Summary: Welcome to the fourth Sunday in Easter, a Sunday often referred to as ‘Shepherding Sunday’, as it’s the one on which we read again everyone’s favourite psalm - the 23rd psalm, that begins, “The Lord is My Shepherd; I shall not want”
The LORD is my shepherd; I shall not want.
He makes me lie down in green pastures. He leads me beside still waters.
He restores my soul. He leads me in paths of righteousness for his name’s sake.
Even though I walk through the valley of the shadow of death, I will fear no evil,
for you are with me; your rod and your staff, they comfort me.
You prepare a table before me in the presence of my enemies;
you anoint my head with oil; my cup overflows.
Surely goodness and mercy shall follow me all the days of my life,
and I shall dwell in the house of the LORD forever.
Welcome to the fourth Sunday in Easter, a Sunday often referred to as ‘Shepherding Sunday’, as it’s the one on which we read again everyone’s favourite psalm - the 23rd psalm, that begins, “The Lord is My Shepherd; I shall not want”
This is a such a well-known and well-loved psalm that the church in her wisdom has chosen to schedule this psalm for reading and reflection every year, whereas most bible passages, as most of you know, are read here only once every three years.
I assume that we return to this reading year after year because the church has asked for it to be read year after year, as indeed I find myself am repeatedly asked to read this psalm, particularly in hospitals, when people are dying, and at funerals.
I heard of a couple who asked for it to be read at their wedding. That’s not common. Most people prefer 1 Corinthians 13 read at their wedding: “Love is patient and kind. Love is not jealous or boastful or rude ...” but apparently this couple preferred realism! They said, “both our parental families are divorced, and with the rate of marital breakdown that’s all around us we don’t want, “Love is patient and kind”. We want, “Yea, though I walk through the valley of the shadow of death!”
Even so, while we may hear this psalm at the occasional wedding, and may indeed hear it taught regularly to Sunday School children, it remains true that this psalm will continue to be most asked for by people nearing the end of their lives, and this is appropriate, for the psalm itself seems to be a reflection from somebody who is nearing the end of their life, and is in a position to look back on their life as a whole.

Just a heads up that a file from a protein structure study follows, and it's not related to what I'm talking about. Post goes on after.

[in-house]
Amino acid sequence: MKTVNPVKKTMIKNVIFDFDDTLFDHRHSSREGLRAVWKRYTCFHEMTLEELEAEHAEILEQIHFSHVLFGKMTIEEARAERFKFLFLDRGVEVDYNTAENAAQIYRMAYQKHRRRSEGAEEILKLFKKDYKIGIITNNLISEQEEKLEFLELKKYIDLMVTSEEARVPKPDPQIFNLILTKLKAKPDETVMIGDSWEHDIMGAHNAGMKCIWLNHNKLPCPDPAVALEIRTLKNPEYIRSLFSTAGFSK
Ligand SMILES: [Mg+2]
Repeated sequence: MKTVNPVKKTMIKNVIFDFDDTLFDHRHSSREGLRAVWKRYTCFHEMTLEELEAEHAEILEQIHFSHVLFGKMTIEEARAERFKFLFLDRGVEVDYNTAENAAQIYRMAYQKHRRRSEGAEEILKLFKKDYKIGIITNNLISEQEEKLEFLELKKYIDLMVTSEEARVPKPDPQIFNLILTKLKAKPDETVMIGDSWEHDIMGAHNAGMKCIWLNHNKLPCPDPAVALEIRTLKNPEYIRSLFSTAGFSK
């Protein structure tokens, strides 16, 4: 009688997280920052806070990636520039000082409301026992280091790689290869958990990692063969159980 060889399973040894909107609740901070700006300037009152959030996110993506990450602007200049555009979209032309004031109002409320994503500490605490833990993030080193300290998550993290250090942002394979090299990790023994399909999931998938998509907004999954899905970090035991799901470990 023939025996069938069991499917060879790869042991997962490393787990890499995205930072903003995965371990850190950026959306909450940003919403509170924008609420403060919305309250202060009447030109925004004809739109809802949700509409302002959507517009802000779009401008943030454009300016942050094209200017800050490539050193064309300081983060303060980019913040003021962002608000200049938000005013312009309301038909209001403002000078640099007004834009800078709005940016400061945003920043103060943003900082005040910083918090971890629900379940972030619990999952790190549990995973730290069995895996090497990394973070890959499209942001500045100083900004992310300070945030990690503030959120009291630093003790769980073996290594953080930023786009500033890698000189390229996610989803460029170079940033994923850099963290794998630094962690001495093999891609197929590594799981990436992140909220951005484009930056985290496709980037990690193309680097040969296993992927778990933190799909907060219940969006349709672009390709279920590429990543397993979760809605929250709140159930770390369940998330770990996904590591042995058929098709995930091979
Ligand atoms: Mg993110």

And maybe that’s why I’ve never personally really taken to the Psalm - because I’m not at that stage yet, where I can look back on my life as a whole, with the benefit of hindsight. I’m afraid I’m still sorta stuck in the middle of it (as most of us here are).
Maybe that’s one reason why I’ve never felt overly comfortable with this Psalm, though after doing some serious reflection on it, in preparation for this sermon, I’ve realised that it may be even more so because of the first impression I get from the Psalmist, that He’s had a peaceful and easy-going life, whereas my experience of discipleship is that it’s been anything but peaceful and easy-going
He makes me lie down in green pastures.
He leads me beside still waters ...
you anoint my head with oil;
my cup overflows.
Things seem to be pretty good for the Psalmist! He finds peace in the green pastures, lying down beside the still waters. His cup overflows. Things couldn’t be better! And he’s going to dwell in the House of the Lord forever, whereas I find myself spending very little time relaxing in the House of the Lord, instead spending most of my time on the front line of a battlefield, jumping from one trench to another!
Now in years past, when the time to prepare a sermon for ‘Shepherding Sunday’ has arrived and when I’ve yet been aware on my sense of alienation from the psalm I’ve dealt with this simply by choosing to preach on one of the other readings. This year though I’ve obviously decided differently, and chiefly because I think I might have got the Psalm wrong! Maybe things weren’t as calm and serene for the psalmist as I had thought? Two things have led me to this conclusion:
Firstly, it’s the association of this Psalm with King David. Of course we don’t know for sure that David wrote this psalm himself, as we don’t know with absolute certainty that he wrote any of the Psalms himself, but there are excellent scholarly reasons for assuming that he did indeed write some of them, and this one, which indeed carries the heading, “A Psalm of David”, is generally thought to be amongst the most likely of all to have come directly from his hand.